Bertrand Russell, the recipient of the 1950 Nobel Prize for Literature, was one of the most distinguished, influential, and prolific philosophers of the twentieth century. Acquaintance, Knowledge, and Logic brings together ten new essays on Russell’s best-known work, The Problems of Philosophy. These essays, by some of the foremost scholars of his life and works, reexamine Russell’s famous distinction between “knowledge by acquaintance” and “knowledge by description,” his developing views about our knowledge of physical reality, and his views about our knowledge of logic, mathematics, and other abstract matters. In addition, this volume includes an editors’ introduction, which summarizes Russell’s influential book, presents new biographical details about how and why Russell wrote it, and highlights its continued significance for contemporary philosophy.
Bringing together texts from a variety of sectarian traditions, this reader provides the broadest selection of primary source Hindu literature available to date.
The volume is divided into two major parts. The first section presents selections that explore major themes in classical Sanskrit traditions, including those in the Vedic, Upanisadic, and Dharma literatures, as well as the classical philosophical-religious schools. The second part includes selections that highlight the sectarian and devotional movements related to major deities such as Vishnu, Shiva, Krishna, Rama, Sant, Tantra, and the goddess figures.
In addition to a general introductory chapter on Indian literature, each major section is introduced by an essay that places the selections within the context of Hindu history. This comprehensive reader stands on its own as an indispensable anthology of original textual sources for courses in Hinduism, while also serving as a companion volume to the text The Many Colors of Hinduism: A Thematic-Historical Introduction.
The four novels of Leon Forrest are one of the major glories of contemporary African-American fiction. From the intense inwardness of There Is a Tree More Ancient than Eden to the epic comedy of Divine Days, Forrest's work presents a vision of African-American culture which is unique in its complexity and depth.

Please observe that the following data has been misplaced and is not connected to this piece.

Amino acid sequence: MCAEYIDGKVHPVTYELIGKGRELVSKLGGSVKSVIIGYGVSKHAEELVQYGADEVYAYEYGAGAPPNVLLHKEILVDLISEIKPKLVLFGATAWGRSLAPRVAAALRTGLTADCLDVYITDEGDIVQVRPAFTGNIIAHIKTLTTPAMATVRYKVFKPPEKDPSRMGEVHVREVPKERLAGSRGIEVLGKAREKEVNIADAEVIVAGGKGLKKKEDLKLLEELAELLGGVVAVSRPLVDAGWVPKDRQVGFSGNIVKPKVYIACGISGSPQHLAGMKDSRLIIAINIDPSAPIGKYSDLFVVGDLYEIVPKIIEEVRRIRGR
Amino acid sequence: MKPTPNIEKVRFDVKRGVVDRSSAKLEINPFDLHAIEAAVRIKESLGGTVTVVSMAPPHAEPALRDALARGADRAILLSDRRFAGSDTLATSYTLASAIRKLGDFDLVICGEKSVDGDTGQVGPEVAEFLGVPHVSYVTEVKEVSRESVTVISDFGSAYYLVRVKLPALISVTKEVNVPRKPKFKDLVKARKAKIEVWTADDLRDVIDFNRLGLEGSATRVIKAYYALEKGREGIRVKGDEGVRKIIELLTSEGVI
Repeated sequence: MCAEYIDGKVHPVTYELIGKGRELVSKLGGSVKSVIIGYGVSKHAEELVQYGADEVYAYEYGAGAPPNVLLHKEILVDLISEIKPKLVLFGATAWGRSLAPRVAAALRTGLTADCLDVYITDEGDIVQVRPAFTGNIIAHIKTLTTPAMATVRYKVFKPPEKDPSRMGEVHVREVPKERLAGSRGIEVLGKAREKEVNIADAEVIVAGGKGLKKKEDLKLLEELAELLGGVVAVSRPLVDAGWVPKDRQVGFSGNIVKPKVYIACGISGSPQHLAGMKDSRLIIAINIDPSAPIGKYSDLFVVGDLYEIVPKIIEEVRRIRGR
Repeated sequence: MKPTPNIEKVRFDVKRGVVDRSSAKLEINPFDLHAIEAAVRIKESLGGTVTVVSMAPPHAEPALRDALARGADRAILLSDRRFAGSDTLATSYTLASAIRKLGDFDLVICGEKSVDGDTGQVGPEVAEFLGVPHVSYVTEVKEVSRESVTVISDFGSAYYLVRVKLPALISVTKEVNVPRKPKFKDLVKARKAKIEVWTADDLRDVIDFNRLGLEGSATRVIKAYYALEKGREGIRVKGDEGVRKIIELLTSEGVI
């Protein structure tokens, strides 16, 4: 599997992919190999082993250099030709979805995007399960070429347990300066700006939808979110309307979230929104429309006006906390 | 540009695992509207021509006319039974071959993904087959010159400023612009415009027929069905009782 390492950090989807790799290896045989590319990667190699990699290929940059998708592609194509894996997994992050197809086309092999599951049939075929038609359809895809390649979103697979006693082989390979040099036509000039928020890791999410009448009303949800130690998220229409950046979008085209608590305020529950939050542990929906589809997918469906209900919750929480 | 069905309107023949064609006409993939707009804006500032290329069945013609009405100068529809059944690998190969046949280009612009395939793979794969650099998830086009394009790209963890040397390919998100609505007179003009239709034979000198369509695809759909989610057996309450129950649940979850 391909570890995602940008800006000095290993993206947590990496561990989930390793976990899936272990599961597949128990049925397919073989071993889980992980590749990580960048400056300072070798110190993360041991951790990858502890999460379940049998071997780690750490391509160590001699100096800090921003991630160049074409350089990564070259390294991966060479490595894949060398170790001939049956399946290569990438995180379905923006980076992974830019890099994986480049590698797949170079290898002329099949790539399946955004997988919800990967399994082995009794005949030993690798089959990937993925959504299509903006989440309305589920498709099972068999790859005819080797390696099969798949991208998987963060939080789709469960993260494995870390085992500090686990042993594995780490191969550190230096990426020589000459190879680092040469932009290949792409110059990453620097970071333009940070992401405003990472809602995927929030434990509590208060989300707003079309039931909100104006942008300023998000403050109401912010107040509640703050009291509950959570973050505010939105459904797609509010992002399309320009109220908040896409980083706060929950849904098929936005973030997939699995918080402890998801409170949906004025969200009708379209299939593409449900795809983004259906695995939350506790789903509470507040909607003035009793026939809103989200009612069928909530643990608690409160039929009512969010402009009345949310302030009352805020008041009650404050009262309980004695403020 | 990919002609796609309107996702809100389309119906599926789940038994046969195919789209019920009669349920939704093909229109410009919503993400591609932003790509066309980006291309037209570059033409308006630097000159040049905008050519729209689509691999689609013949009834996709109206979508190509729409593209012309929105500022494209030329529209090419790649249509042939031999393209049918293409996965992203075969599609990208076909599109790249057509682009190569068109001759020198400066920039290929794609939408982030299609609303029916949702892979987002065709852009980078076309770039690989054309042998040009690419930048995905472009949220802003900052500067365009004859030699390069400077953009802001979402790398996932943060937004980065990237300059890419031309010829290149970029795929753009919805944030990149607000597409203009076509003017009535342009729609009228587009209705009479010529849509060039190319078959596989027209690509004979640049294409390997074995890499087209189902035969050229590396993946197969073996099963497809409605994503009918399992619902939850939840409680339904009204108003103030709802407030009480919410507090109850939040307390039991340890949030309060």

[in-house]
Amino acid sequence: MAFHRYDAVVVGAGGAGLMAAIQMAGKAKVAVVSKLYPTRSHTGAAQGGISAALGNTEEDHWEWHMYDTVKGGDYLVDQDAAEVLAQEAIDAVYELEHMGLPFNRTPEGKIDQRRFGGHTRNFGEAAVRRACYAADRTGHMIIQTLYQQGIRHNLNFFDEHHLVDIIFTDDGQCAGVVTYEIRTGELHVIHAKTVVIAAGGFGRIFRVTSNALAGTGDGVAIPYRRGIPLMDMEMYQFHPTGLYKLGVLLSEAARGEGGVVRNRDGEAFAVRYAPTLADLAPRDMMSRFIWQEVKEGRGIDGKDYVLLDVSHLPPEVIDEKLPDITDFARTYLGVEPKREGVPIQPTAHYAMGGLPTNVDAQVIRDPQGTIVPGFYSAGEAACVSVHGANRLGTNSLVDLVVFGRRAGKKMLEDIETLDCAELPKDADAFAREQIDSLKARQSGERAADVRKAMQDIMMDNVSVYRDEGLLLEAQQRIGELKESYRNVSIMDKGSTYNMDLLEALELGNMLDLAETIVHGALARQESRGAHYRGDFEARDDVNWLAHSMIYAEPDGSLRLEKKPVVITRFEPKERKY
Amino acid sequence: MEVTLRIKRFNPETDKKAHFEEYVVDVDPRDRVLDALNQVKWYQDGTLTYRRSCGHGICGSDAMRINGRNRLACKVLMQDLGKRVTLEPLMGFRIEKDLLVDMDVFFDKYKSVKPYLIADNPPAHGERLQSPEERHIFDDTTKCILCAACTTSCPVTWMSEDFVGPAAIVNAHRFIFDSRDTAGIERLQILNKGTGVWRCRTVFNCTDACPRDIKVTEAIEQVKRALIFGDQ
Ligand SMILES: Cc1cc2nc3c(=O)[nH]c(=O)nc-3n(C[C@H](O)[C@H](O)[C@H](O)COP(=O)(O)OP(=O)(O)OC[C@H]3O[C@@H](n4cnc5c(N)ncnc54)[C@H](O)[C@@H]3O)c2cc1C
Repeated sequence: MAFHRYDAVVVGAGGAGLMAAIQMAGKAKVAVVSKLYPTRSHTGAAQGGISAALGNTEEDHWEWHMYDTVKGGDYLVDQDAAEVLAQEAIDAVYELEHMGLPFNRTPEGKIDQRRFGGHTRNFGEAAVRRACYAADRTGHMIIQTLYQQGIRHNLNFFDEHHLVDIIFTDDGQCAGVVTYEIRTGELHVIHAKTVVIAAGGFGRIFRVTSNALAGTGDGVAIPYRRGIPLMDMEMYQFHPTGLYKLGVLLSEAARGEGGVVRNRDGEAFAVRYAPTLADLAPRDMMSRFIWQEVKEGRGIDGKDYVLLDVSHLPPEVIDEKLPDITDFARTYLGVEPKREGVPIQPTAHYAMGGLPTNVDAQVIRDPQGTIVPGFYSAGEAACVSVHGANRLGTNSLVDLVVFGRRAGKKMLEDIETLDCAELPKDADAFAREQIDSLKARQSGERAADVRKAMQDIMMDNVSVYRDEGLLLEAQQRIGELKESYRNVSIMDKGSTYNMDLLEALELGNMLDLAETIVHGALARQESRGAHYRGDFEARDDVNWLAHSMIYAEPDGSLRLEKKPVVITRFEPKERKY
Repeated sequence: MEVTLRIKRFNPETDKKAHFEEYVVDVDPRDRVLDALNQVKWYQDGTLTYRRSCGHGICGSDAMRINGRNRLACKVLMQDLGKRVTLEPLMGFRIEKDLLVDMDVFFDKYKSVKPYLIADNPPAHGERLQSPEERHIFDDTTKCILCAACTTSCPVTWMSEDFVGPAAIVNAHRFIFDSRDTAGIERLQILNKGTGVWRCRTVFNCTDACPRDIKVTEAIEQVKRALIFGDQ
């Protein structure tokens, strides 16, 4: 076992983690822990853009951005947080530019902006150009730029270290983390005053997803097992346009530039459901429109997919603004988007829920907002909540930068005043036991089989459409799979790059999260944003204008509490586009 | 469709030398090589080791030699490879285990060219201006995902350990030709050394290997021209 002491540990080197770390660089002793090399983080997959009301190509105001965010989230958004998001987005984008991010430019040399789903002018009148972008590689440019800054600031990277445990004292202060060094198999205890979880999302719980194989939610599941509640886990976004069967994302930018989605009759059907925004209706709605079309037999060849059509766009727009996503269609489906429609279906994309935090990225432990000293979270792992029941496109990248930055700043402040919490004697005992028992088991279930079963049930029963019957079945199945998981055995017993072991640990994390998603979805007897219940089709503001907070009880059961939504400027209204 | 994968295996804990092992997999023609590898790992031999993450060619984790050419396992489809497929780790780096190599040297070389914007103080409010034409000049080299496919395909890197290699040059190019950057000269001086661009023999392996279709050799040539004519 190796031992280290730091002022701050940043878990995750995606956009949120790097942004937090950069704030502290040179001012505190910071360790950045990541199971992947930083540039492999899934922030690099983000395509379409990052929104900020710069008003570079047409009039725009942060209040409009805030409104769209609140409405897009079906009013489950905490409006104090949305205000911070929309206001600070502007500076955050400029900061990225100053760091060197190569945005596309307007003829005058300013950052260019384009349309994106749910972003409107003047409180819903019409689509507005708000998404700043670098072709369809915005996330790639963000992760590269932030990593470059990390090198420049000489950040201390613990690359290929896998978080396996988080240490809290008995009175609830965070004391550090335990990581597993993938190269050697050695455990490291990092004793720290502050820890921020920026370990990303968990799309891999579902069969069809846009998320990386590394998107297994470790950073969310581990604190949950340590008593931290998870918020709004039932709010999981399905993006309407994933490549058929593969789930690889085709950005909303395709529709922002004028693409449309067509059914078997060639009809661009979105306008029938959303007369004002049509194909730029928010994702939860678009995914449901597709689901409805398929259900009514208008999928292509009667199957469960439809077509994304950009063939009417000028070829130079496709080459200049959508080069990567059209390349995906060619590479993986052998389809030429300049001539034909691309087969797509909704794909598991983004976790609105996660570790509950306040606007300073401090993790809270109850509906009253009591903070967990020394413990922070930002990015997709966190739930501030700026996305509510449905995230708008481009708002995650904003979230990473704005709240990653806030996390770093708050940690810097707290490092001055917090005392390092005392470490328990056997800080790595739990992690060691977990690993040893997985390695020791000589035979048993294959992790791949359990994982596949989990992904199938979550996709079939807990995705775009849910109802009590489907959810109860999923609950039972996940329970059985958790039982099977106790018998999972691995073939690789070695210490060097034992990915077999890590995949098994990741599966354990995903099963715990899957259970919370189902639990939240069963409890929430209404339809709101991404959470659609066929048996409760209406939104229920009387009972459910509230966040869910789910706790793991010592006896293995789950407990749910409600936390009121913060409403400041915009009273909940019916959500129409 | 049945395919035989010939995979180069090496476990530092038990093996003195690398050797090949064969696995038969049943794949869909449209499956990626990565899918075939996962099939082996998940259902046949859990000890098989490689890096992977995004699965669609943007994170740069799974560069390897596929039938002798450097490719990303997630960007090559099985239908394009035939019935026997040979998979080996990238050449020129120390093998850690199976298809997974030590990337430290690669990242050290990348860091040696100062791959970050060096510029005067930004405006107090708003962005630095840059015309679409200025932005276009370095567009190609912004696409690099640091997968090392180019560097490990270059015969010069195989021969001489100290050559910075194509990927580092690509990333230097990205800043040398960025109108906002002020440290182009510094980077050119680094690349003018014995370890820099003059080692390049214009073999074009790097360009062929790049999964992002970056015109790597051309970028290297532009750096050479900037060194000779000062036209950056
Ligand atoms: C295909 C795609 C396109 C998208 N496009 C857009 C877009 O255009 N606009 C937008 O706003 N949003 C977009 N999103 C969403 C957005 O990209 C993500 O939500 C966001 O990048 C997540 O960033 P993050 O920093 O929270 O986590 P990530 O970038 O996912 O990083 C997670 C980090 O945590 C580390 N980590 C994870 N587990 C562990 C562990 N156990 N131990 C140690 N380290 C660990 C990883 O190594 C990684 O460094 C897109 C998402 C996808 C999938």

In Philosophical Inquiries, Nicholas Rescher offers his perspectives on many of the foundational concerns of philosophy and reminds us that the purpose of philosophy is to “question the questions.” Rescher sees the need to inquire as an evolutionary tool for adapting to a hostile environment and shows how philosophy has thus developed in an evolutionary fashion, building upon acquired knowledge and upon itself. In a historical thread that informs and enriches his overview, Rescher recalls the contributions of Aristotle, Plato, Plotinus, Kant, Hegel, Leibniz, Laplace, Bertrand Russell, and others.
Among his many topics, Rescher discusses knowledge and the unattainablity of absolutes, skepticism and its self-defeating nature, the limits of science vs. the limits of cognition, refuting reality as mind-independent, and idealism and divining our role in nature. He considers the universe and intelligence as the product of intelligent design, science and religion as non-conflicting and purposeful pursuits, and determinism and other fallacies surrounding the concept of free will. Rescher views morality in its hierarchal structure, its applicability to human coexistence, and its ontological commitment to the enhancement of value for ourselves and our world. He examines questions of authority and the problem of judging past actions or knowledge by present standards. Overall, he argues for philosophy as an unavoidable tool for rational, cogent responses to large questions.